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Old 07-03-2020, 11:23 AM
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Reshaping the firing pin on my Montana Varminter



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The firing pin was reshaped at my desk and the "pinprint" looked good testing with empties. At the range with Eley Match with a rim thickness of 0.036 there were two FTF out of four.
Tried CenterX which has a thicker rim and had one FTF our of five.
The pinpoint on the FTF rounds appeared to be more inside the rim when eyeballed.
Removed the firing pin and using one hammer as a makeshift anvil, six taps with the other hammer produced consistent ignition with all ammo tested and the pinprint in relation to the rim was more consistent. FTF's were eliminated and at 100 yards with Remington Eley Match 1062 a ten shot group measured 0.74 CTC.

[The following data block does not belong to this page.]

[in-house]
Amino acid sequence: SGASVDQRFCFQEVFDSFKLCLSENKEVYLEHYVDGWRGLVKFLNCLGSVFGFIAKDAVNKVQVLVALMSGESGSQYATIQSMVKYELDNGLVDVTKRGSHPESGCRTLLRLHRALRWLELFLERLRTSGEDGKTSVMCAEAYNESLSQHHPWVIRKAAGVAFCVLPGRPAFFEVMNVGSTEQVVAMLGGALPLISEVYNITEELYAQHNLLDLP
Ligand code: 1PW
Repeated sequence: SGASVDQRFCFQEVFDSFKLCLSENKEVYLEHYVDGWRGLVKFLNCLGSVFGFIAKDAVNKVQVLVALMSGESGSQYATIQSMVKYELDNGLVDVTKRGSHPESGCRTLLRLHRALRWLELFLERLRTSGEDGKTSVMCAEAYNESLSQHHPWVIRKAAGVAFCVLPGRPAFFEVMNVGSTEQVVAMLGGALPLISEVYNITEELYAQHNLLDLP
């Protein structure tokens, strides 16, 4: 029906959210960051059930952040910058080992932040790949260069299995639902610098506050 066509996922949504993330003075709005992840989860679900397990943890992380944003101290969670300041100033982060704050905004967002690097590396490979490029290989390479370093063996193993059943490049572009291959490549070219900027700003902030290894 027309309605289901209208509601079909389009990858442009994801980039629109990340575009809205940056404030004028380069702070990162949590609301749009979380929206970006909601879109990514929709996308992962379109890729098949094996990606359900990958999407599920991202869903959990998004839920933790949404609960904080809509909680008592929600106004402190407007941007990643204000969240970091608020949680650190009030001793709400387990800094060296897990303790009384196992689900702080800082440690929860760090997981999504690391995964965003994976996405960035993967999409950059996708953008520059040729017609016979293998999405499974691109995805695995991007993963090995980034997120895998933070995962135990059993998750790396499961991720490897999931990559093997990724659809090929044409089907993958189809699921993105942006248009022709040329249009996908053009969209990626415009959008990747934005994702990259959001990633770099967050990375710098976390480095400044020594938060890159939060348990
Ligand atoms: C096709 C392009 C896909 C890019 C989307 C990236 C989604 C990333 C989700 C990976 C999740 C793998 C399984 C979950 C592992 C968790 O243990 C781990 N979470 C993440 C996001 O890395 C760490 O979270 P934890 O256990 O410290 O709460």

I was always taken with blacksmithing but never thought I had the knack . . .
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Old 07-03-2020, 12:08 PM
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Do you have any pics , Im cant picture a before and afte
How did you reshape the pin first off ? r
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Old 07-03-2020, 12:58 PM
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Filed off the top so the pin-print is inside the rim.
The theory being that crushing the brass rim detracts from the energy.
I did not collect any of the brass but a previous reshaping picture might still be available. Will look.



This may not be a Cooper pin-print but the left is an Anschutz 1416D unaltered and the right side perhaps a CZ455.

Last edited by horseman2; 07-03-2020 at 01:01 PM.
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  #4